In 2009 Indonesia committed to significantly reduce its GHG emissions, a commitment that has been integrated in its national determined contributions. Wildfires on peat make up a significant part of these emissions. From 2016 to 2020, they contributed to over 50 percent of total emissions. In addition, haze related to wildfires is the largest humanitarian disaster impacting Indonesia and adjacent countries. A 2016 study estimated that the ‘2015 Southeast Asian haze’ may have caused around 100,000 deaths and impacted over 28 million people in Indonesia alone, with more than 140,000 reported respiratory illnesses. This makes peat fires the largest humanitarian disaster affecting the ASEAN region.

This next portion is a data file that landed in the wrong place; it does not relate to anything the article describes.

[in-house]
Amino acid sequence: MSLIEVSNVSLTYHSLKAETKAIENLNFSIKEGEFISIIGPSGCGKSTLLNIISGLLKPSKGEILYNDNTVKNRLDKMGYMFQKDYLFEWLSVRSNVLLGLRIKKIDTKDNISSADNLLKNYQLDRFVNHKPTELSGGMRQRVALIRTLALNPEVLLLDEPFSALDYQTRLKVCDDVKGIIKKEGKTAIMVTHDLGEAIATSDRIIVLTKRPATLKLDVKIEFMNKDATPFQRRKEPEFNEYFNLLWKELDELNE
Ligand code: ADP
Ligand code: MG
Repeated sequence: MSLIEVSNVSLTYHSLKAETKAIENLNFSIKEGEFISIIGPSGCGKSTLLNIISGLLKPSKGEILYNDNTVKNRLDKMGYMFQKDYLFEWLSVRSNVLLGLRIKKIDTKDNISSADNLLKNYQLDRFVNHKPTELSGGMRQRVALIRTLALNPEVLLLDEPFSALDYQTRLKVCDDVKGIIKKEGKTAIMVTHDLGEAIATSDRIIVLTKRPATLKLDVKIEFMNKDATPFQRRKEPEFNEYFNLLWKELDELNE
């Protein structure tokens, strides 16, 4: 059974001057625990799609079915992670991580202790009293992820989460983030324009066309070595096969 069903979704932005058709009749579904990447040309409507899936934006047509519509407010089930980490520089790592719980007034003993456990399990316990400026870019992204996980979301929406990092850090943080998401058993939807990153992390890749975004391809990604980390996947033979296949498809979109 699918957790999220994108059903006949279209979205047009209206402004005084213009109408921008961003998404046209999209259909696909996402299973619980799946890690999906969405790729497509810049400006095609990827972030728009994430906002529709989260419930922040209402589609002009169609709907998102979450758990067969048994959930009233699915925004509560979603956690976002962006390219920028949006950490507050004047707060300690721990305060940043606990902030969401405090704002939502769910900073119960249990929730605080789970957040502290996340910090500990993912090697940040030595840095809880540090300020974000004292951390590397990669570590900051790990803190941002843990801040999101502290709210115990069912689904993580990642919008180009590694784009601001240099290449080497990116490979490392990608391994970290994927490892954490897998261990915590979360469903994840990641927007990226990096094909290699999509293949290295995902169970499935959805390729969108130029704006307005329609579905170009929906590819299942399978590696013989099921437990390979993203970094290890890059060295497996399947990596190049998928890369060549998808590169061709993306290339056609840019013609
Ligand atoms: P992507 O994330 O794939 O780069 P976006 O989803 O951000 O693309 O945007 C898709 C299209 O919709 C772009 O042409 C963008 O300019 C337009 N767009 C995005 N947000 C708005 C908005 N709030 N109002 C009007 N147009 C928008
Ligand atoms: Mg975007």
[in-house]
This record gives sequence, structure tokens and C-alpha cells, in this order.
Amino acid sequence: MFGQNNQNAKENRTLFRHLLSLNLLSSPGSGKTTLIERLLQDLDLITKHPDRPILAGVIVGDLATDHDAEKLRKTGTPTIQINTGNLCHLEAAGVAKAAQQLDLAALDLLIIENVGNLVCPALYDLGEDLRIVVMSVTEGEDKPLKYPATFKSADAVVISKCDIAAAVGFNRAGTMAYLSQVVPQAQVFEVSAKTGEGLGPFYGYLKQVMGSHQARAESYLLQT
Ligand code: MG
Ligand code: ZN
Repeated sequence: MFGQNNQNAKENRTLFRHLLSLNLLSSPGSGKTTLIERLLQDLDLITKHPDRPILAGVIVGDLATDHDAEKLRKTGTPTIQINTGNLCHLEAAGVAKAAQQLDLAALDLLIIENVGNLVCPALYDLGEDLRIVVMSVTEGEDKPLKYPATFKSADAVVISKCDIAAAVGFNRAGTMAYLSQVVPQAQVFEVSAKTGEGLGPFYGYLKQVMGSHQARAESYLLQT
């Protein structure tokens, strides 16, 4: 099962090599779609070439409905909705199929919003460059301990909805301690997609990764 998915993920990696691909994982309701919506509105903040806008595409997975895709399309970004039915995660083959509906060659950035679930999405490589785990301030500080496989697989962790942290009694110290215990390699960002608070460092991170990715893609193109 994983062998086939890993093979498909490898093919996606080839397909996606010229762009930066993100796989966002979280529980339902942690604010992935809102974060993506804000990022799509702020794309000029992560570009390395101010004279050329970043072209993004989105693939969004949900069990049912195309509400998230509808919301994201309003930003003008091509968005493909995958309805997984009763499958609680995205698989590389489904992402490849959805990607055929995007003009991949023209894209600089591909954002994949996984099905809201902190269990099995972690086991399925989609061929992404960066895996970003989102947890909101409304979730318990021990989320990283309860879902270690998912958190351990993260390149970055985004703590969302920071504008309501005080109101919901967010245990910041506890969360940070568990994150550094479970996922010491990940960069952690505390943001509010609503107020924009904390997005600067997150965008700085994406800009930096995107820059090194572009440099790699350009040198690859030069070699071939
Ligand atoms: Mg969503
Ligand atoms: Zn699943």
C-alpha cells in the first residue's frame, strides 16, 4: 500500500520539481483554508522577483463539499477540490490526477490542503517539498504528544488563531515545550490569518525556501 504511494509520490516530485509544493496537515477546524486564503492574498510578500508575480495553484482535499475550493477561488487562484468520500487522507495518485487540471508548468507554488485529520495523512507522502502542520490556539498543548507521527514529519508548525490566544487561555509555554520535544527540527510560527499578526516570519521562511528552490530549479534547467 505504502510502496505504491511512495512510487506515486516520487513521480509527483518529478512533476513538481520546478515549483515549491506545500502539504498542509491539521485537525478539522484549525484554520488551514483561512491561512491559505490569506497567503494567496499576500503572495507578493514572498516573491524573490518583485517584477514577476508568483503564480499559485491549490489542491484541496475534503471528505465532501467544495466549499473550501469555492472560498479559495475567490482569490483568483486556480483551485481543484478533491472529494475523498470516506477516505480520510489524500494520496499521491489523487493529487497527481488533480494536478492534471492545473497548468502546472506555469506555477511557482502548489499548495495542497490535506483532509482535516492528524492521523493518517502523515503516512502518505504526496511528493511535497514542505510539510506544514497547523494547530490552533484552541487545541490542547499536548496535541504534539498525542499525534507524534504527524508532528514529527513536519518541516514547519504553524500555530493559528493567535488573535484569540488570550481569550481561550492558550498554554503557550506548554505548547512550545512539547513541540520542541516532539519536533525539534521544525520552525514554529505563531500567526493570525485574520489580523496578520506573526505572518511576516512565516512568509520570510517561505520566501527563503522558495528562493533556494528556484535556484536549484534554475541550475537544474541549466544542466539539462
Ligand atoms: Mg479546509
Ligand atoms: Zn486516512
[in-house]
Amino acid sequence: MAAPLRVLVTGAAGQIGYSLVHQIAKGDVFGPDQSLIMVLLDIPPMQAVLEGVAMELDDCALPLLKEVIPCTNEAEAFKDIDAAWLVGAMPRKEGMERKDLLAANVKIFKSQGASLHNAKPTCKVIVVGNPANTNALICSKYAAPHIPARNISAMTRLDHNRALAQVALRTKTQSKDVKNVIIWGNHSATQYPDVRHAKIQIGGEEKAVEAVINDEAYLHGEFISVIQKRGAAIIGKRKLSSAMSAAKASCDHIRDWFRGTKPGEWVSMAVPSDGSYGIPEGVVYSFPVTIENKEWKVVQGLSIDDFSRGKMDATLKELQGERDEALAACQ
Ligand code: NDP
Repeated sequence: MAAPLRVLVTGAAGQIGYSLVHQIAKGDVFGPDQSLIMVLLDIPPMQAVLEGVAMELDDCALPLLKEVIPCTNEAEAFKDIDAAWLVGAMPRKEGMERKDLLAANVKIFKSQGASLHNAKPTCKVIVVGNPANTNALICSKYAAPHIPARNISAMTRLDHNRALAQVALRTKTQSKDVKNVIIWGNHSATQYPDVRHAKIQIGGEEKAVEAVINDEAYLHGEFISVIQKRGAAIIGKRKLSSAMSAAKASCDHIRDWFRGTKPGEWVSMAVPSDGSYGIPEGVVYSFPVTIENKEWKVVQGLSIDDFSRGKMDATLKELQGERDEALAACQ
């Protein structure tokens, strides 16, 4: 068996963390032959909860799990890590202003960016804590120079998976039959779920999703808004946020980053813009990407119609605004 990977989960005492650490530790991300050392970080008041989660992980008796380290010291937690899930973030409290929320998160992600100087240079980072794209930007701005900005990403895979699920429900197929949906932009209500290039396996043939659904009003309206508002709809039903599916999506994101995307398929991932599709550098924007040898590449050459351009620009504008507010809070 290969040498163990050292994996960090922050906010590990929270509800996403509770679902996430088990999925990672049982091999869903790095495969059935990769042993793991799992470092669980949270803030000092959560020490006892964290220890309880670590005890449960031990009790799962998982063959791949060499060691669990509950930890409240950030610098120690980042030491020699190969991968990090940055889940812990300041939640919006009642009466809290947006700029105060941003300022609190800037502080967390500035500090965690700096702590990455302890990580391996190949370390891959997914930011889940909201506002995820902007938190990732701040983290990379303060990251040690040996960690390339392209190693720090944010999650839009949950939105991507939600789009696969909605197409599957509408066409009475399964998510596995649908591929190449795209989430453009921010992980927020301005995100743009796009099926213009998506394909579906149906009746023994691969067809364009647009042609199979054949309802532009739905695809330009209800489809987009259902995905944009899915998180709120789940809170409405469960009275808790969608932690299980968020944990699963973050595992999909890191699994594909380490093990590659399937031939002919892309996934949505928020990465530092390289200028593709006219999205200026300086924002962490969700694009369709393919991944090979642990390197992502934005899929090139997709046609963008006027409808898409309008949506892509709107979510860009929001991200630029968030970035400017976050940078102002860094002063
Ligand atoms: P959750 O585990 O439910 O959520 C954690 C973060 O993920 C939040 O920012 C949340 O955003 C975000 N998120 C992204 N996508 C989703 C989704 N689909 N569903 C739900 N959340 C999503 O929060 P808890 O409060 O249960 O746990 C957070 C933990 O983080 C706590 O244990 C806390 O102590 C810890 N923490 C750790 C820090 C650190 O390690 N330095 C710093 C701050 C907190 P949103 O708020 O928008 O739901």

UNEP, together with the UN-REDD Programme, has been working on integrated fire management since 2015. The initial scope, with support from USAID, was on community capacity, building strength through community-based fire brigades and land restoration pilots. In response to the development of a cluster -based integrated fire management approach, UNEP organized a South-South collaboration with South Africa. Both the government of Indonesia (GOI), USAID and UNEP concluded that the cluster approach and having Indonesian policy makers get familiar with practices from the South African Fire Protection Association, was strengthening Indonesia’s fire management.